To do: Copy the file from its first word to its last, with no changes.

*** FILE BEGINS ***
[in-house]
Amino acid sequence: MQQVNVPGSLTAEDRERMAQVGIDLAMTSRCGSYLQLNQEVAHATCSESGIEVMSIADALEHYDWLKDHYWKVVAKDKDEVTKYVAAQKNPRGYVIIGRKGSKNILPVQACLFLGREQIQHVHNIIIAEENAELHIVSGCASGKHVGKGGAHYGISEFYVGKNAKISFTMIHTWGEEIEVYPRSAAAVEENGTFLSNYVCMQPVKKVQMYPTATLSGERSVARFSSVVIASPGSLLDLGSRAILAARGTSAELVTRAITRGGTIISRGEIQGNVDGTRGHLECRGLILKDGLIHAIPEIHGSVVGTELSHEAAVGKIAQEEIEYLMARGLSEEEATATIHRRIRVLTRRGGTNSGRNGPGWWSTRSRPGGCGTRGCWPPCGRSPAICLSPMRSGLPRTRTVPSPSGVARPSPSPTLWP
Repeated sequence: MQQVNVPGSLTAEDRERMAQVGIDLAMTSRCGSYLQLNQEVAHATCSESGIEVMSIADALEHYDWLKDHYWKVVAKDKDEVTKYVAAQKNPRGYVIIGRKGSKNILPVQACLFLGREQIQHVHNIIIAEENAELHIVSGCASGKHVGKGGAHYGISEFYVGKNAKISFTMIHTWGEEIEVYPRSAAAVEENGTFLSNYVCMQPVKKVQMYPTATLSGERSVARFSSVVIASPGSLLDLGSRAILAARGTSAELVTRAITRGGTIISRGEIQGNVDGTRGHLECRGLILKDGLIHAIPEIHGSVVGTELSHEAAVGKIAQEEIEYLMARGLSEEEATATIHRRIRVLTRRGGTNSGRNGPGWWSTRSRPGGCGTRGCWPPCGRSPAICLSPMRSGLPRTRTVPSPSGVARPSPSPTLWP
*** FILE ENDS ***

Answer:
[in-house]
Amino acid sequence: MQQVNVPGSLTAEDRERMAQVGIDLAMTSRCGSYLQLNQEVAHATCSESGIEVMSIADALEHYDWLKDHYWKVVAKDKDEVTKYVAAQKNPRGYVIIGRKGSKNILPVQACLFLGREQIQHVHNIIIAEENAELHIVSGCASGKHVGKGGAHYGISEFYVGKNAKISFTMIHTWGEEIEVYPRSAAAVEENGTFLSNYVCMQPVKKVQMYPTATLSGERSVARFSSVVIASPGSLLDLGSRAILAARGTSAELVTRAITRGGTIISRGEIQGNVDGTRGHLECRGLILKDGLIHAIPEIHGSVVGTELSHEAAVGKIAQEEIEYLMARGLSEEEATATIHRRIRVLTRRGGTNSGRNGPGWWSTRSRPGGCGTRGCWPPCGRSPAICLSPMRSGLPRTRTVPSPSGVARPSPSPTLWP
Repeated sequence: MQQVNVPGSLTAEDRERMAQVGIDLAMTSRCGSYLQLNQEVAHATCSESGIEVMSIADALEHYDWLKDHYWKVVAKDKDEVTKYVAAQKNPRGYVIIGRKGSKNILPVQACLFLGREQIQHVHNIIIAEENAELHIVSGCASGKHVGKGGAHYGISEFYVGKNAKISFTMIHTWGEEIEVYPRSAAAVEENGTFLSNYVCMQPVKKVQMYPTATLSGERSVARFSSVVIASPGSLLDLGSRAILAARGTSAELVTRAITRGGTIISRGEIQGNVDGTRGHLECRGLILKDGLIHAIPEIHGSVVGTELSHEAAVGKIAQEEIEYLMARGLSEEEATATIHRRIRVLTRRGGTNSGRNGPGWWSTRSRPGGCGTRGCWPPCGRSPAICLSPMRSGLPRTRTVPSPSGVARPSPSPTLWP